COLUMN: Where would the tracks go?

A proposal to move the BNSF railway line from White Rock, Ocean Park and Crescent Beach will certainly draw a lot of interest.

A planned community forum next week on relocation of the rail tracks from the waterfront in White Rock, Ocean Park and Crescent Beach will certainly draw a lot of interest and support.

But talk about relocating the tracks, owned and operated by Burlington Northern Santa Fe (BNSF), is much simpler than action.

There are many obstacles to track relocation. One is cost. At an estimate of $350 to $400 million, where will that money come from?

While the three levels of government have co-operated on a series of rail- and road-improvement projects along the Roberts Bank rail corridor, it isn’t likely that such a generous cost-sharing program would be available to relocate a rail line with only moderate levels of rail traffic. BNSF hosts four Amtrak trains daily and four to six freight trains. If coal shipments go ahead at the Fraser Surrey Docks, the number of trains would rise – but that’s a big if.

The Roberts Bank corridor, on the other hand, currently hosts about 18 trains a day and is forecast to go to more than 30 when the port in Delta operates to full capacity.

So if there is little or no funding from Ottawa and Victoria, will Surrey and White Rock foot the entire bill to relocate the tracks?

BNSF is a subsidiary of Warren Buffett’s Berkshire Hathaway Corporation, one of the best-known and most successful U.S. companies. Buffett is in business to make money. While he is planning to give most of his fortune to charity, the cities of White Rock and Surrey would have a tough time convincing him or BNSF to pay for relocation.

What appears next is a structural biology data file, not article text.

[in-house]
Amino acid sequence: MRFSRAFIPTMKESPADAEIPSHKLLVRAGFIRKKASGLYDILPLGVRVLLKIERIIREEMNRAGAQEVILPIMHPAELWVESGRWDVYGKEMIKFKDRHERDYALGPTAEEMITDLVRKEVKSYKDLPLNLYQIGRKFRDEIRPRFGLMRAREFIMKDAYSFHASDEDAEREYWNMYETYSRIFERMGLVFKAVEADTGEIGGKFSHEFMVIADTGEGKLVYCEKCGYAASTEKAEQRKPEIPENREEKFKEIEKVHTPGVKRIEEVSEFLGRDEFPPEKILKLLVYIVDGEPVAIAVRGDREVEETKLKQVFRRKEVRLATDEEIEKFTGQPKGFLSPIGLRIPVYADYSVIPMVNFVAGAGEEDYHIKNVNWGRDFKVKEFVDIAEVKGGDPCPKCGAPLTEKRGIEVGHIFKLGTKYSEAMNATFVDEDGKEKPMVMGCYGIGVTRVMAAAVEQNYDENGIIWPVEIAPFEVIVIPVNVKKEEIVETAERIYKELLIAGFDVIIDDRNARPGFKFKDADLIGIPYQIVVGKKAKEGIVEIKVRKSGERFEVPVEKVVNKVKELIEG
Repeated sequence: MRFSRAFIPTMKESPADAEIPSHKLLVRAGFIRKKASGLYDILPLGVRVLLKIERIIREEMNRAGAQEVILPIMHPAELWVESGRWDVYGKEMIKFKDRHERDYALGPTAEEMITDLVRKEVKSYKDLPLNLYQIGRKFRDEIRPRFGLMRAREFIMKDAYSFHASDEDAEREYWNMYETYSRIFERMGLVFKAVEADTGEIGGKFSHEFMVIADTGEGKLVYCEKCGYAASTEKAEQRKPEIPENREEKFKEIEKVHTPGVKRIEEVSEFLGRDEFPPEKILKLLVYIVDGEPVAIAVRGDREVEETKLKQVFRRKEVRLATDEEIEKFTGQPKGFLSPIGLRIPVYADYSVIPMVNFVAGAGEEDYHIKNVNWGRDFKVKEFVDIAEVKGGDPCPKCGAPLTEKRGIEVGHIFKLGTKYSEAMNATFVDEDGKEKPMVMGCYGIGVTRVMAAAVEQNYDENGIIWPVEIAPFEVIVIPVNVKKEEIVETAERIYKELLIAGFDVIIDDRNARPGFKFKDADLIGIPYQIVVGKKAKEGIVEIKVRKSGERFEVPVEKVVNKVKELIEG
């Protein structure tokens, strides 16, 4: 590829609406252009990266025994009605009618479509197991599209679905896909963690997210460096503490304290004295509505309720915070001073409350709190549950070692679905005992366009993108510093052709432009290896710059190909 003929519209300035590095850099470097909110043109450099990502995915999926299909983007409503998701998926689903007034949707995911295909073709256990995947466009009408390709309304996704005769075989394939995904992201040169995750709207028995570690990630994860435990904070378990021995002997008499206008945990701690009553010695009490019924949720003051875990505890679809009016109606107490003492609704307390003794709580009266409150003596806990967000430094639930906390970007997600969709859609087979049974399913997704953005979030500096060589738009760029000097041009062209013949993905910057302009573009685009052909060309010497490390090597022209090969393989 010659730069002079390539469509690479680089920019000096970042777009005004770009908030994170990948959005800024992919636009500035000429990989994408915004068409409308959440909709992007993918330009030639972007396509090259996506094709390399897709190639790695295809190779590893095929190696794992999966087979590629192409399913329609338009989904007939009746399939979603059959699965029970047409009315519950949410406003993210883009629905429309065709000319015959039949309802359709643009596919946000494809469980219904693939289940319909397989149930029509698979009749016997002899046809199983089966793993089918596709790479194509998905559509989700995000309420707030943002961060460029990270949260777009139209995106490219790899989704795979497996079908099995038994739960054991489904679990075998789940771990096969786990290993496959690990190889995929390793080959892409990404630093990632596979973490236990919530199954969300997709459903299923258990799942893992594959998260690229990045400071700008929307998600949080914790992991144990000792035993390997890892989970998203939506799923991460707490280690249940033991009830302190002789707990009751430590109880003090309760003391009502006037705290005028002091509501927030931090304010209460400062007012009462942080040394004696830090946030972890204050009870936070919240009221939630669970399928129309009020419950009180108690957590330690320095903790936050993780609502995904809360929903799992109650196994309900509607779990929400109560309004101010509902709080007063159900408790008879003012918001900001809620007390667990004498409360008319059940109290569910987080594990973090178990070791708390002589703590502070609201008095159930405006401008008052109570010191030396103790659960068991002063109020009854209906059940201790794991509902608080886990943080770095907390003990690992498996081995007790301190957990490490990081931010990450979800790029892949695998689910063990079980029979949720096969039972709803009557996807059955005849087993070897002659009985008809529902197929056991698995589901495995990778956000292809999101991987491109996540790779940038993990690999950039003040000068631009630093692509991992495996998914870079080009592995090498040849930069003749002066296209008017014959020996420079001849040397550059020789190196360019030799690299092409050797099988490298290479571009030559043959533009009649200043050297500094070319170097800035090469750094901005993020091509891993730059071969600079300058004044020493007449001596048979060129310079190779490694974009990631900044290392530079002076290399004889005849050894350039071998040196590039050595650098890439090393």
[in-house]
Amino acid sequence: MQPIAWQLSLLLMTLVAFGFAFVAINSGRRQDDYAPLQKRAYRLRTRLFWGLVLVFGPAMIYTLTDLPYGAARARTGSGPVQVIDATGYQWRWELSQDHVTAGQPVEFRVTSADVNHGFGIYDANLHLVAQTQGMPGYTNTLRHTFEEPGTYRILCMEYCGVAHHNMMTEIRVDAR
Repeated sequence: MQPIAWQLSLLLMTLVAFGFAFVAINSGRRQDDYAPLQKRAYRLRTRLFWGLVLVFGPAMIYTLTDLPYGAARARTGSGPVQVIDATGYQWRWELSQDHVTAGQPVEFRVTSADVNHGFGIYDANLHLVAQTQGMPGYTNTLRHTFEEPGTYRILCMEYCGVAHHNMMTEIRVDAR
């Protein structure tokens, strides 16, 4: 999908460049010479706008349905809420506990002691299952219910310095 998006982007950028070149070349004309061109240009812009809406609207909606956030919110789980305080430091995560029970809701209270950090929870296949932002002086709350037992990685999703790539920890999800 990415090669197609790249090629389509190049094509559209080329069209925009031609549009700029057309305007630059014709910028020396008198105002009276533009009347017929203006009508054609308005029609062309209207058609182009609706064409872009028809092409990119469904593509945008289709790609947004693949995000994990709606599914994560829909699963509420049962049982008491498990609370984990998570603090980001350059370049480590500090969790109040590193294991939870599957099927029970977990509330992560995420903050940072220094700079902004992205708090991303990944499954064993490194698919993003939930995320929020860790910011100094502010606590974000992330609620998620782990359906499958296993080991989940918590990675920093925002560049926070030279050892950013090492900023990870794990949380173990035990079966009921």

If the money can be found, where will the tracks go? The most logical new route would connect to the Roberts Bank rail corridor somewhere near Cloverdale, as some BNSF trains proceed to the port and other trains could link up with the BNSF line through North Delta and North Surrey at Colebrook.

However, there is a steep hill between the border and Cloverdale. The original Great Northern rail line was built over the same hill in 1891, and the line was relocated along the coast in 1909 to avoid that grade. The only way to deal with that barrier would be with a long and expensive tunnel.

And part of the rerouting would have to take place in the U.S. The Canadian portion would likely go across farmland in the Hazelmere Valley, and some of B.C.’s most productive farmland south of Cloverdale. That would raise a hue and cry from farmland preservationists and residents, and would be a serious assault on the Agricultural Land Reserve.

Nothing is impossible, of course – with enough money and political will – but it seems unlikely this project will attract enough of either.

White Rock Mayor Wayne Baldwin is right to note that the issues of the replacement of the Campbell River rail bridge, Lac-Mégantic, increased coal train traffic and fears about hazardous goods have all arisen at the same time.

However, there has been no spill involving hazardous goods in the 104-year history of the rail line, and there have been no coal-train derailments, even though they have operated for the past 40 years. The public needs to be heard on this issue. But when it comes to paying for rail relocation, most members of the public won’t happily accept a huge jump in property taxes to pay for it.

(The Nov. 26 forum on the relocation is set for 7-8:30 p.m. at the Pacific Inn, 1160 King George Blvd.).

Frank Bucholtz is the editor of The Langley Times. He writes weekly for The Leader.

 

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